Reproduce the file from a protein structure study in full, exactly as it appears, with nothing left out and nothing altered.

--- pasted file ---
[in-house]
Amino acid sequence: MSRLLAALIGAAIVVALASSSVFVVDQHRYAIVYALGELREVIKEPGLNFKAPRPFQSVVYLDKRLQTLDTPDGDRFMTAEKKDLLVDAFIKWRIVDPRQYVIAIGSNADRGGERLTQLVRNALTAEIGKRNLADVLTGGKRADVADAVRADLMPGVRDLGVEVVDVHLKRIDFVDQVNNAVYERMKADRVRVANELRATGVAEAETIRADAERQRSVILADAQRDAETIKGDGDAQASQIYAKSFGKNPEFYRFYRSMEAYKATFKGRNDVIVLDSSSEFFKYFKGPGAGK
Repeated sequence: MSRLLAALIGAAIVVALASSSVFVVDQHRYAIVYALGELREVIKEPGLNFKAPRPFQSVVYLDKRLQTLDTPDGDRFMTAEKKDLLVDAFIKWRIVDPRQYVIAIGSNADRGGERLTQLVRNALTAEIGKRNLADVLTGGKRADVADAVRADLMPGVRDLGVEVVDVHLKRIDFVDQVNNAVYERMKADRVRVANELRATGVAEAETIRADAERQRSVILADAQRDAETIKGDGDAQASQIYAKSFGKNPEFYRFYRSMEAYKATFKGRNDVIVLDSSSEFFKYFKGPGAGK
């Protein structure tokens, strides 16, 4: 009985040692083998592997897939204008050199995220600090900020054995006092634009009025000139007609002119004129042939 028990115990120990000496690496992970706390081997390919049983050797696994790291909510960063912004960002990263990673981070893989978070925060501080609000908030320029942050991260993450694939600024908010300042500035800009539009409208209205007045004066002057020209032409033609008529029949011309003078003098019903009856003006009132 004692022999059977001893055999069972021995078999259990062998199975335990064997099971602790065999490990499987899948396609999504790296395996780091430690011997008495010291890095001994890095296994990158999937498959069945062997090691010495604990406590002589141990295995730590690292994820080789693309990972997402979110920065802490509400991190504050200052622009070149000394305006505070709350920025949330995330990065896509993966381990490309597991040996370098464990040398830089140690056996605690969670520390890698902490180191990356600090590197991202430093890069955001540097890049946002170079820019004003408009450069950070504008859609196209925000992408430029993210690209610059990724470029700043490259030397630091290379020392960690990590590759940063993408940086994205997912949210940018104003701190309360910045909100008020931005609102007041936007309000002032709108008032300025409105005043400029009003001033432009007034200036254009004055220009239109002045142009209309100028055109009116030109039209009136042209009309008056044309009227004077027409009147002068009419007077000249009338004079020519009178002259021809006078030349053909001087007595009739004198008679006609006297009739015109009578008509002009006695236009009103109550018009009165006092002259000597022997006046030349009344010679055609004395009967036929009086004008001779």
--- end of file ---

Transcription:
[in-house]
Amino acid sequence: MSRLLAALIGAAIVVALASSSVFVVDQHRYAIVYALGELREVIKEPGLNFKAPRPFQSVVYLDKRLQTLDTPDGDRFMTAEKKDLLVDAFIKWRIVDPRQYVIAIGSNADRGGERLTQLVRNALTAEIGKRNLADVLTGGKRADVADAVRADLMPGVRDLGVEVVDVHLKRIDFVDQVNNAVYERMKADRVRVANELRATGVAEAETIRADAERQRSVILADAQRDAETIKGDGDAQASQIYAKSFGKNPEFYRFYRSMEAYKATFKGRNDVIVLDSSSEFFKYFKGPGAGK
Repeated sequence: MSRLLAALIGAAIVVALASSSVFVVDQHRYAIVYALGELREVIKEPGLNFKAPRPFQSVVYLDKRLQTLDTPDGDRFMTAEKKDLLVDAFIKWRIVDPRQYVIAIGSNADRGGERLTQLVRNALTAEIGKRNLADVLTGGKRADVADAVRADLMPGVRDLGVEVVDVHLKRIDFVDQVNNAVYERMKADRVRVANELRATGVAEAETIRADAERQRSVILADAQRDAETIKGDGDAQASQIYAKSFGKNPEFYRFYRSMEAYKATFKGRNDVIVLDSSSEFFKYFKGPGAGK
């Protein structure tokens, strides 16, 4: 009985040692083998592997897939204008050199995220600090900020054995006092634009009025000139007609002119004129042939 028990115990120990000496690496992970706390081997390919049983050797696994790291909510960063912004960002990263990673981070893989978070925060501080609000908030320029942050991260993450694939600024908010300042500035800009539009409208209205007045004066002057020209032409033609008529029949011309003078003098019903009856003006009132 004692022999059977001893055999069972021995078999259990062998199975335990064997099971602790065999490990499987899948396609999504790296395996780091430690011997008495010291890095001994890095296994990158999937498959069945062997090691010495604990406590002589141990295995730590690292994820080789693309990972997402979110920065802490509400991190504050200052622009070149000394305006505070709350920025949330995330990065896509993966381990490309597991040996370098464990040398830089140690056996605690969670520390890698902490180191990356600090590197991202430093890069955001540097890049946002170079820019004003408009450069950070504008859609196209925000992408430029993210690209610059990724470029700043490259030397630091290379020392960690990590590759940063993408940086994205997912949210940018104003701190309360910045909100008020931005609102007041936007309000002032709108008032300025409105005043400029009003001033432009007034200036254009004055220009239109002045142009209309100028055109009116030109039209009136042209009309008056044309009227004077027409009147002068009419007077000249009338004079020519009178002259021809006078030349053909001087007595009739004198008679006609006297009739015109009578008509002009006695236009009103109550018009009165006092002259000597022997006046030349009344010679055609004395009967036929009086004008001779």